From the Field is Border Criminologies’ ‘mini-post’ series featuring news from researchers currently in the field. In this instalment, Border Criminologies' Blerina Kellezi returns to fieldwork in Yarl's Wood after two years in Nottingham. From 2010 to 2011, Blerina joined Mary Bosworth in Yarl’s Wood, Tinsley House, and Brook House immigration removal centres (IRCs). They investigated issues relating to quality of life and mental health in detention, migration, and gender. Blerina is now working with Sarah Turnbull on the development of the Quality of Life in Detention Questionnaire.
I grew up in Albania and so I have spent quite a lot of time over the last few weeks talking to those Albanian women who don’t speak English. Most had not travelled outside Albania before, and many were brought into detention immediately after their arrival in the UK. Unable to speak English, they cannot communicate with officers and other women. But it's not just a language deficit. They also have limited experience of interacting with other cultures. They know even less about the UK legal system, immigration rules, or immigration institutions. Their experience in detention is made more bearable by the fact that there's a group of them there together.
As in all IRCs, the women in Yarl’s Wood are offered translation through Language Line. Yet, a voice over the phone cannot translate rules of communication and interaction, culture, whole legal systems, and institutional philosophies. In the absence of language, it’s the women with the same nationality who provide the opportunity to discuss what’s appropriate or inappropriate in this new country and inside institutions like IRCs.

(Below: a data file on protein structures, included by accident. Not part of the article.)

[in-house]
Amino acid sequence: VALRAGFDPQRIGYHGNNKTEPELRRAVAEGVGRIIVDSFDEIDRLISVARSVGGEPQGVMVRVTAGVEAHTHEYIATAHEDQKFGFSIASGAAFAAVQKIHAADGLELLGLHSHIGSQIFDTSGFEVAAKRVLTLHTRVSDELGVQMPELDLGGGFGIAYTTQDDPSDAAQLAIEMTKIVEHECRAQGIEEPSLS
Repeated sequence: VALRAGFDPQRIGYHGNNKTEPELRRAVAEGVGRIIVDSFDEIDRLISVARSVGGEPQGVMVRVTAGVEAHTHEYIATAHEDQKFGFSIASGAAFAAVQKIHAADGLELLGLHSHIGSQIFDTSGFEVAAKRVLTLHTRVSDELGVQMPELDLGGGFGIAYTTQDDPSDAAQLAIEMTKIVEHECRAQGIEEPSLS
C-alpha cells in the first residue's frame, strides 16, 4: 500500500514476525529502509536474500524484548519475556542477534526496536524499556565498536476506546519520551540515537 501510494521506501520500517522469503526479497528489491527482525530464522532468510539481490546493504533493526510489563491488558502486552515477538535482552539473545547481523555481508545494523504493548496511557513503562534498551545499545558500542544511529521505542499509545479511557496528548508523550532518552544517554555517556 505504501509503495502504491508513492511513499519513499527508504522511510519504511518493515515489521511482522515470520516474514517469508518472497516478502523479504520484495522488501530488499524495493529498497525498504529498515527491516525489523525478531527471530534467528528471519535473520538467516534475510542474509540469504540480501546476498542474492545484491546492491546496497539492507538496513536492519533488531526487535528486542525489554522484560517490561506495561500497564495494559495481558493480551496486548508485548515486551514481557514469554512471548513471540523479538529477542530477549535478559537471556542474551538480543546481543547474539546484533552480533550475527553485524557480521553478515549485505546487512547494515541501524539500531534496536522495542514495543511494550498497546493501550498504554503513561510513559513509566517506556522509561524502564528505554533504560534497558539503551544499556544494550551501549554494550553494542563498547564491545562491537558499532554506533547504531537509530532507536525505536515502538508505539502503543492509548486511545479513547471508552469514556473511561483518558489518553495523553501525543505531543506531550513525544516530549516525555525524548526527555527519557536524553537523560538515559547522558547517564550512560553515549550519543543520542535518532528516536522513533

As an Albanian, I can create more trusting and, therefore, stronger relationships with these detainees. As one of them put it, the women appreciate talking about their problems to someone who “is not drowning in their own problems in there.” I feel like I can provide whatever cultural knowledge I myself have learned about life in the UK, such as explaining that hugging and kissing―typical forms of greeting in Albania―are not common across other cultures.
These are stories shared by many of the women in Yarl’s Wood. Women detainees, especially, find each other’s support very beneficial. It does help to share the burden of detention with women from your nationality. I’ve seen women trying to support each other or, as some describe it, “take care of each other, despite our own problems.”
Bringing people together in difficult circumstances doesn't always create relationships of mutual support. The bigger nationality groups can inadvertently (or purposefully) at times become intimidating to others who don't share the same background. Even within groups there can be a negative side to this support. The burden of distress and anxieties about their immigration cases and deportation can strain some of these relationships. However, despite the extraordinariness of the detention experience, or perhaps because of it, some women leave with friends for life.